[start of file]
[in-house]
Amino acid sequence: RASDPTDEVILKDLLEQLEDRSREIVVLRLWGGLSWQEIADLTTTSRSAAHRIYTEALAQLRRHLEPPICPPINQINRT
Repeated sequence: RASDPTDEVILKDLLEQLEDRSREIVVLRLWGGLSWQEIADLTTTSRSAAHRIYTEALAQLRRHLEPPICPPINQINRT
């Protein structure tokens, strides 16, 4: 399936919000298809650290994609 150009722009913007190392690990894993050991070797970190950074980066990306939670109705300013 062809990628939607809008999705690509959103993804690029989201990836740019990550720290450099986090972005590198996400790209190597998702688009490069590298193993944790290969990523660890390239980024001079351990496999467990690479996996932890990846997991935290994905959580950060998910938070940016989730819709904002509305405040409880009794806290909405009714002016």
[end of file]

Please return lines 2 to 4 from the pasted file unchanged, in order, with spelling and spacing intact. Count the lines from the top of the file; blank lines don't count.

Amino acid sequence: RASDPTDEVILKDLLEQLEDRSREIVVLRLWGGLSWQEIADLTTTSRSAAHRIYTEALAQLRRHLEPPICPPINQINRT
Repeated sequence: RASDPTDEVILKDLLEQLEDRSREIVVLRLWGGLSWQEIADLTTTSRSAAHRIYTEALAQLRRHLEPPICPPINQINRT
């Protein structure tokens, strides 16, 4: 399936919000298809650290994609 150009722009913007190392690990894993050991070797970190950074980066990306939670109705300013 062809990628939607809008999705690509959103993804690029989201990836740019990550720290450099986090972005590198996400790209190597998702688009490069590298193993944790290969990523660890390239980024001079351990496999467990690479996996932890990846997991935290994905959580950060998910938070940016989730819709904002509305405040409880009794806290909405009714002016």